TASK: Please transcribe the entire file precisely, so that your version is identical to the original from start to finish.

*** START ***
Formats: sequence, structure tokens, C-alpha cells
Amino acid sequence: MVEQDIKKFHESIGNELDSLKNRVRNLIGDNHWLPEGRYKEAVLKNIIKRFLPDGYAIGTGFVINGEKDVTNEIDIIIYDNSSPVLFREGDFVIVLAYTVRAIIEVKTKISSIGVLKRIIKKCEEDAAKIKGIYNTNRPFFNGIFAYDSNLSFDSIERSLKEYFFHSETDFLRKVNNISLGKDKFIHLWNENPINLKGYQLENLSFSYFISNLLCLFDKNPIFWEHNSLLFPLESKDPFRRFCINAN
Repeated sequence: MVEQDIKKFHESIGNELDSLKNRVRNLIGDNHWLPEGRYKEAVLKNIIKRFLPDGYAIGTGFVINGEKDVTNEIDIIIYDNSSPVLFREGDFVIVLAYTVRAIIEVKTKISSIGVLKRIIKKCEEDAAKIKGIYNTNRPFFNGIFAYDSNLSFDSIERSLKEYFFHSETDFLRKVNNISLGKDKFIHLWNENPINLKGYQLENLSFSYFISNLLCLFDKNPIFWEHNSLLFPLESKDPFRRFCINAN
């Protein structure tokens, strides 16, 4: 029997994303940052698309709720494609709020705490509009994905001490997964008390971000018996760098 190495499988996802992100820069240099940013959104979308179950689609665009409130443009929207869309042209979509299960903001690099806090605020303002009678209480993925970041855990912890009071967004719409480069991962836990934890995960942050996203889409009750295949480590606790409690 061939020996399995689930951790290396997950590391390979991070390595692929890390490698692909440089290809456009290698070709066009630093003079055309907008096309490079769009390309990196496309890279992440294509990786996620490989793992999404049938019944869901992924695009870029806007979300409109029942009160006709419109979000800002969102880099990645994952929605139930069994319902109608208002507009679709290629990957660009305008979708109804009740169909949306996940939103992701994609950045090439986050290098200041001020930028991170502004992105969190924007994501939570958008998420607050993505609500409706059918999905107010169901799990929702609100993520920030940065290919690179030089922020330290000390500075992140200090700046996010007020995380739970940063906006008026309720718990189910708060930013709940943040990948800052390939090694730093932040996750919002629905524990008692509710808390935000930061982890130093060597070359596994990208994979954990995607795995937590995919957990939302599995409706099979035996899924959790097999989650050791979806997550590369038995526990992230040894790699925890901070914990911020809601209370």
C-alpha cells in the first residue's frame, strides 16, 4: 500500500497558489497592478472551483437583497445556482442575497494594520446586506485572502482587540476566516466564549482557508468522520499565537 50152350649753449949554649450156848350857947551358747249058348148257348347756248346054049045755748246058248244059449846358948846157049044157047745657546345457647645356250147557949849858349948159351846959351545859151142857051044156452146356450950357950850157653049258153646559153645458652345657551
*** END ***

Formats: sequence, structure tokens, C-alpha cells
Amino acid sequence: MVEQDIKKFHESIGNELDSLKNRVRNLIGDNHWLPEGRYKEAVLKNIIKRFLPDGYAIGTGFVINGEKDVTNEIDIIIYDNSSPVLFREGDFVIVLAYTVRAIIEVKTKISSIGVLKRIIKKCEEDAAKIKGIYNTNRPFFNGIFAYDSNLSFDSIERSLKEYFFHSETDFLRKVNNISLGKDKFIHLWNENPINLKGYQLENLSFSYFISNLLCLFDKNPIFWEHNSLLFPLESKDPFRRFCINAN
Repeated sequence: MVEQDIKKFHESIGNELDSLKNRVRNLIGDNHWLPEGRYKEAVLKNIIKRFLPDGYAIGTGFVINGEKDVTNEIDIIIYDNSSPVLFREGDFVIVLAYTVRAIIEVKTKISSIGVLKRIIKKCEEDAAKIKGIYNTNRPFFNGIFAYDSNLSFDSIERSLKEYFFHSETDFLRKVNNISLGKDKFIHLWNENPINLKGYQLENLSFSYFISNLLCLFDKNPIFWEHNSLLFPLESKDPFRRFCINAN
């Protein structure tokens, strides 16, 4: 029997994303940052698309709720494609709020705490509009994905001490997964008390971000018996760098 190495499988996802992100820069240099940013959104979308179950689609665009409130443009929207869309042209979509299960903001690099806090605020303002009678209480993925970041855990912890009071967004719409480069991962836990934890995960942050996203889409009750295949480590606790409690 061939020996399995689930951790290396997950590391390979991070390595692929890390490698692909440089290809456009290698070709066009630093003079055309907008096309490079769009390309990196496309890279992440294509990786996620490989793992999404049938019944869901992924695009870029806007979300409109029942009160006709419109979000800002969102880099990645994952929605139930069994319902109608208002507009679709290629990957660009305008979708109804009740169909949306996940939103992701994609950045090439986050290098200041001020930028991170502004992105969190924007994501939570958008998420607050993505609500409706059918999905107010169901799990929702609100993520920030940065290919690179030089922020330290000390500075992140200090700046996010007020995380739970940063906006008026309720718990189910708060930013709940943040990948800052390939090694730093932040996750919002629905524990008692509710808390935000930061982890130093060597070359596994990208994979954990995607795995937590995919957990939302599995409706099979035996899924959790097999989650050791979806997550590369038995526990992230040894790699925890901070914990911020809601209370």
C-alpha cells in the first residue's frame, strides 16, 4: 500500500497558489497592478472551483437583497445556482442575497494594520446586506485572502482587540476566516466564549482557508468522520499565537 50152350649753449949554649450156848350857947551358747249058348148257348347756248346054049045755748246058248244059449846358948846157049044157047745657546345457647645356250147557949849858349948159351846959351545859151142857051044156452146356450950357950850157653049258153646559153645458652345657551